Former UAW official Mike Grimes received a 28-month sentence for securing $1.5 million in kickbacks from union vendors.

A federal judge sentenced a former United Auto Workers official to 28 months in prison and approved an order calling for him to forfeit $1.5 million, which he obtained by conspiring to take kickbacks from vendors selling merchandise to joint programs operated by the UAW and General Motors.

Former UAW staff member Michael Grimes was instructed to report to the U.S. Bureau of Prisons by Judge Bernard Friedman to begin his sentence at a future date.

Federal prosecutors recommended Grimes serve a two-year prison term since he had been cooperating with the investigation into corruption inside the UAW. The motion by the federal prosecutors mitigated the impact of federal sentencing guidelines, which held that Grimes could have served between 46 months and 57 months, given the severity of his crimes.

(Ex-UAW officer pleads guilty to federal corruption.)

In the end, Friedman said his decision to impose a tougher sentence than the one sought by the government was influenced by letters he had received from UAW members and staffers. Grimes had made the job of union’s staffers, who depend on “loyalty, integrity, trust, pride and respect” to do their job as they deal with employers and build solidarity in the ranks, much more difficult, one of the letters Friedman read from the bench noted.

Former UAW Vice President Norwood Jewell is serving 15 months in prison after pleading guilty. He reported to prison in Wisconsin.

“I don’t agree that this was a victimless crime,” Friedman added as a served up a rebuttal to the comments offered by the defense that Grimes had never stolen money from the union directly. The merchandise, such as jackets and backpacks, were sold in a store inside a GM plant run by the UAW. “The members paid higher prices,” he said.

“We all will be affected by what he has done, spouses, children and grandchildren,” Lynda Eckstrom, who was invited to speak during the sentencing hearing. “He had a fiduciary responsibility with the membership, and it was not fulfilled,” added Eckstrom, whose wheelchair-bound husband also appeared in court.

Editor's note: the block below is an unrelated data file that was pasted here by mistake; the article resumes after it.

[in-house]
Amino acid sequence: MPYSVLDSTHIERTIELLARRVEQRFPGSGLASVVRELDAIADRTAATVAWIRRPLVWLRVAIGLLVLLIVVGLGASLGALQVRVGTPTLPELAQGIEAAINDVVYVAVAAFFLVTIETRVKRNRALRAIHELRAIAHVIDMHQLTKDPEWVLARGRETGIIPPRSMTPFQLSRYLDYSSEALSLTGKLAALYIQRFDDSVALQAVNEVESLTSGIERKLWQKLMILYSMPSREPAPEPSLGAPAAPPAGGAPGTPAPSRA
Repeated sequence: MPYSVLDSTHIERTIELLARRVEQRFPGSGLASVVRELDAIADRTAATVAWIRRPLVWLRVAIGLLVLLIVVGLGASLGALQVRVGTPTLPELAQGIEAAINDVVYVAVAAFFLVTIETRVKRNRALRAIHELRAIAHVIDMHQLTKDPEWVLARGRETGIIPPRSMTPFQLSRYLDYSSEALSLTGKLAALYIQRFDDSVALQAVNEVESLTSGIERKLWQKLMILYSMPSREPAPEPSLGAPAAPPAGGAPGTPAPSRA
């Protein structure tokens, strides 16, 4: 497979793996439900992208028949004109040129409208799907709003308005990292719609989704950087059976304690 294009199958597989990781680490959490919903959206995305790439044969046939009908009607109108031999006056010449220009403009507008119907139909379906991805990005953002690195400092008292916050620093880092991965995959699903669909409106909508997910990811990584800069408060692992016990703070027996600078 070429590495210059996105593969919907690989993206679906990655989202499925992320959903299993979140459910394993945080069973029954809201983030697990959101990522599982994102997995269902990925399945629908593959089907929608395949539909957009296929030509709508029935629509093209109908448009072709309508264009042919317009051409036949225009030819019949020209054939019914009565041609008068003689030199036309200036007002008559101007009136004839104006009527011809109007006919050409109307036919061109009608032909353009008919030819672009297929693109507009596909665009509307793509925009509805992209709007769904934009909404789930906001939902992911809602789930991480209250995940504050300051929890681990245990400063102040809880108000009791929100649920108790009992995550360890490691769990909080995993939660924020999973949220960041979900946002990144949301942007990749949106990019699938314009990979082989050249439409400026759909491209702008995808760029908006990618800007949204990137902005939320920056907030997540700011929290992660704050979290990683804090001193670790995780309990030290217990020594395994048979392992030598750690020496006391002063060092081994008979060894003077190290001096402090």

(UAW moves to expel eight more former executives.)

After the hearing, Grimes said he was sorry for what he had done for his part in hurting the UAW. “Grandfather and my father were union members,” added Grimes, who said he was deeply embarrassed by his part in the conspiracy to accept kickbacks from vendors.

Former UAW Vice President Joe Ashton pleaded guilty to federal charges in early December. He will be sentenced in March.

Grimes also has resigned from the UAW after the union moved to expel him.

“Mike Grimes violated his oath of office and betrayed the trust of all our hard-working members. That is why … the UAW International Executive Board filed its own action against Mr. Grimes taking away his membership in the UAW. While our union is moving forward, we will never forget the costly lessons from our past,” the UAW said in a statement after Grimes hearing.

(Former UAW Vice President Jewell begins prison term.)

“The UAW worked quickly to implement a series of critical reforms that were necessary to strengthen the union’s financial controls, oversight, and its overall accounting system so this type of conduct cannot happen again,” the statement said.

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